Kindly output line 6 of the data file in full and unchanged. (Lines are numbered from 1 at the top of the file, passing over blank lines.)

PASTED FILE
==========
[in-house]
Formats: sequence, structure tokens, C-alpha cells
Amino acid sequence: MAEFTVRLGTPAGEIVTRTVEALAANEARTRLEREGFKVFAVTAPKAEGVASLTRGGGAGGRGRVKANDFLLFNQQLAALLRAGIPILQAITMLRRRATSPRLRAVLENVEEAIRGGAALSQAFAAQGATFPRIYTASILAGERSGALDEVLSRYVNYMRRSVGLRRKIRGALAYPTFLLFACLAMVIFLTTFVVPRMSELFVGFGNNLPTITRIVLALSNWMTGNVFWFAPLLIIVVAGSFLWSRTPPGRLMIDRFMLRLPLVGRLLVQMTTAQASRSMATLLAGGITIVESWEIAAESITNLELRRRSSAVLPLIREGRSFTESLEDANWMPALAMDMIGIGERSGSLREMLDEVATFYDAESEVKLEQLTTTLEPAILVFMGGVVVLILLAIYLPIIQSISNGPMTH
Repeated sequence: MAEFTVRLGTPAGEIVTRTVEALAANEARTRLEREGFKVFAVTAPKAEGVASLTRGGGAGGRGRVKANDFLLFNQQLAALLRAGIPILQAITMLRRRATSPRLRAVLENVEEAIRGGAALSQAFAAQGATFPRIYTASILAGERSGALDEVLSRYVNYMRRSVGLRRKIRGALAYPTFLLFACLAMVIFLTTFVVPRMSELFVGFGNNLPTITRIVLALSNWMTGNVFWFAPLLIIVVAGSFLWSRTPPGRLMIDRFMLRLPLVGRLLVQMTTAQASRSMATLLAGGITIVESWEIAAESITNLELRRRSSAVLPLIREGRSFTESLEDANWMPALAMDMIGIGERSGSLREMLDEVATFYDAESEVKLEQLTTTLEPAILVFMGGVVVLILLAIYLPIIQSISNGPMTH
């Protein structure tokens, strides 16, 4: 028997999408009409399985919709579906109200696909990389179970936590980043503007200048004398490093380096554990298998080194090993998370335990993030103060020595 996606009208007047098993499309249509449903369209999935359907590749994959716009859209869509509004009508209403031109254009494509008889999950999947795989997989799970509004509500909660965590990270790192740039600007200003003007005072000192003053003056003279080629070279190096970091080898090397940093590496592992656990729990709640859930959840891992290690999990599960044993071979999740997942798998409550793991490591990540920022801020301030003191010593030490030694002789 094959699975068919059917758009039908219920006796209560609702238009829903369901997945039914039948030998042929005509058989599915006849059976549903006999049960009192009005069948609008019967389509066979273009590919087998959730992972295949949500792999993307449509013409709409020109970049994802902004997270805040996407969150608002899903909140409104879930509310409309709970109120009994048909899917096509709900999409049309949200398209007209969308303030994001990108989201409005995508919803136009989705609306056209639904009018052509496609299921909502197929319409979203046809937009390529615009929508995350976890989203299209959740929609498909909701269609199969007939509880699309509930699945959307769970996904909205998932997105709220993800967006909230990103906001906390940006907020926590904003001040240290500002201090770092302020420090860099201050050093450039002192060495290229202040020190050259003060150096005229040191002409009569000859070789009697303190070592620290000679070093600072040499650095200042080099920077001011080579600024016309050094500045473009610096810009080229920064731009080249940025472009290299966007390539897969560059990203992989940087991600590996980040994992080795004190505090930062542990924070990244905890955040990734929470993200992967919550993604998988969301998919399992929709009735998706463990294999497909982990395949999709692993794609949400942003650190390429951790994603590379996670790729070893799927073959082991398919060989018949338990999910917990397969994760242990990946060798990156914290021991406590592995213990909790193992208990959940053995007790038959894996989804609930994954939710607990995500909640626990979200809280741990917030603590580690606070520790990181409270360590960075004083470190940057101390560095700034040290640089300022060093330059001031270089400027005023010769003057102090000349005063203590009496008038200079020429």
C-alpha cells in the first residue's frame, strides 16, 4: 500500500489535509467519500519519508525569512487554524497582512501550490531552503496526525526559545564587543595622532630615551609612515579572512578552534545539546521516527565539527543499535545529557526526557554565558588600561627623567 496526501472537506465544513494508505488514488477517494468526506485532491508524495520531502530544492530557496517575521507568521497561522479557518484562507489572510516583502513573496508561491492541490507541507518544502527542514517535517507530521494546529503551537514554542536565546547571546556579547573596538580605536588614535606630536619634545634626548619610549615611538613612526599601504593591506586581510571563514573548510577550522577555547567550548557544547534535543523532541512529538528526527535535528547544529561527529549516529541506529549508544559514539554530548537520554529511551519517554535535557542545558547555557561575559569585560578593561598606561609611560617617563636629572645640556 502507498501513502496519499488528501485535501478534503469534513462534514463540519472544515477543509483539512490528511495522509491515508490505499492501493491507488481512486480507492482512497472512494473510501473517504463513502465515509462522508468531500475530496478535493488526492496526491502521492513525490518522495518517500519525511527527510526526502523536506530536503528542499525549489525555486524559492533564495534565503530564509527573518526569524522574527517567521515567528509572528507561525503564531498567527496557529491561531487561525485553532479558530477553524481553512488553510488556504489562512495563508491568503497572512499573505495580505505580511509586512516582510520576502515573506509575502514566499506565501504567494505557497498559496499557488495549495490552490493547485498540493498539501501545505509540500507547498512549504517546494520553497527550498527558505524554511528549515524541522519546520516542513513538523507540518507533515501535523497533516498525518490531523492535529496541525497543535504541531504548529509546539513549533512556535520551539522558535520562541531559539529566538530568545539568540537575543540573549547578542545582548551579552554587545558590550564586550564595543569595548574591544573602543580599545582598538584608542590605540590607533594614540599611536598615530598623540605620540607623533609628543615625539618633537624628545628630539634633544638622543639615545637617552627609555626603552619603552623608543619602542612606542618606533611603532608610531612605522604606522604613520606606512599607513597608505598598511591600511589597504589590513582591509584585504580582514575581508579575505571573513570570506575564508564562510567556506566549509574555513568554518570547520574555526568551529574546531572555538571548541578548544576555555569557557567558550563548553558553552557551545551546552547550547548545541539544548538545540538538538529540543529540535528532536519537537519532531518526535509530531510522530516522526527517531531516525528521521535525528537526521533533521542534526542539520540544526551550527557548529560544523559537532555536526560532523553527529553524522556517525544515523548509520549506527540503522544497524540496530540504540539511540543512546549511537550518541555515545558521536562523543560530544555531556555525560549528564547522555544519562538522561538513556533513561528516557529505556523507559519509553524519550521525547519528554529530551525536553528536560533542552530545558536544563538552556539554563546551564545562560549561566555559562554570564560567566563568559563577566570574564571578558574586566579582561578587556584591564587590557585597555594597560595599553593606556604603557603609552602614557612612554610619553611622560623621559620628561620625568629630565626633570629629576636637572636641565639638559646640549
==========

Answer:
C-alpha cells in the first residue's frame, strides 16, 4: 500500500489535509467519500519519508525569512487554524497582512501550490531552503496526525526559545564587543595622532630615551609612515579572512578552534545539546521516527565539527543499535545529557526526557554565558588600561627623567 496526501472537506465544513494508505488514488477517494468526506485532491508524495520531502530544492530557496517575521507568521497561522479557518484562507489572510516583502513573496508561491492541490507541507518544502527542514517535517507530521494546529503551537514554542536565546547571546556579547573596538580605536588614535606630536619634545634626548619610549615611538613612526599601504593591506586581510571563514573548510577550522577555547567550548557544547534535543523532541512529538528526527535535528547544529561527529549516529541506529549508544559514539554530548537520554529511551519517554535535557542545558547555557561575559569585560578593561598606561609611560617617563636629572645640556 502507498501513502496519499488528501485535501478534503469534513462534514463540519472544515477543509483539512490528511495522509491515508490505499492501493491507488481512486480507492482512497472512494473510501473517504463513502465515509462522508468531500475530496478535493488526492496526491502521492513525490518522495518517500519525511527527510526526502523536506530536503528542499525549489525555486524559492533564495534565503530564509527573518526569524522574527517567521515567528509572528507561525503564531498567527496557529491561531487561525485553532479558530477553524481553512488553510488556504489562512495563508491568503497572512499573505495580505505580511509586512516582510520576502515573506509575502514566499506565501504567494505557497498559496499557488495549495490552490493547485498540493498539501501545505509540500507547498512549504517546494520553497527550498527558505524554511528549515524541522519546520516542513513538523507540518507533515501535523497533516498525518490531523492535529496541525497543535504541531504548529509546539513549533512556535520551539522558535520562541531559539529566538530568545539568540537575543540573549547578542545582548551579552554587545558590550564586550564595543569595548574591544573602543580599545582598538584608542590605540590607533594614540599611536598615530598623540605620540607623533609628543615625539618633537624628545628630539634633544638622543639615545637617552627609555626603552619603552623608543619602542612606542618606533611603532608610531612605522604606522604613520606606512599607513597608505598598511591600511589597504589590513582591509584585504580582514575581508579575505571573513570570506575564508564562510567556506566549509574555513568554518570547520574555526568551529574546531572555538571548541578548544576555555569557557567558550563548553558553552557551545551546552547550547548545541539544548538545540538538538529540543529540535528532536519537537519532531518526535509530531510522530516522526527517531531516525528521521535525528537526521533533521542534526542539520540544526551550527557548529560544523559537532555536526560532523553527529553524522556517525544515523548509520549506527540503522544497524540496530540504540539511540543512546549511537550518541555515545558521536562523543560530544555531556555525560549528564547522555544519562538522561538513556533513561528516557529505556523507559519509553524519550521525547519528554529530551525536553528536560533542552530545558536544563538552556539554563546551564545562560549561566555559562554570564560567566563568559563577566570574564571578558574586566579582561578587556584591564587590557585597555594597560595599553593606556604603557603609552602614557612612554610619553611622560623621559620628561620625568629630565626633570629629576636637572636641565639638559646640549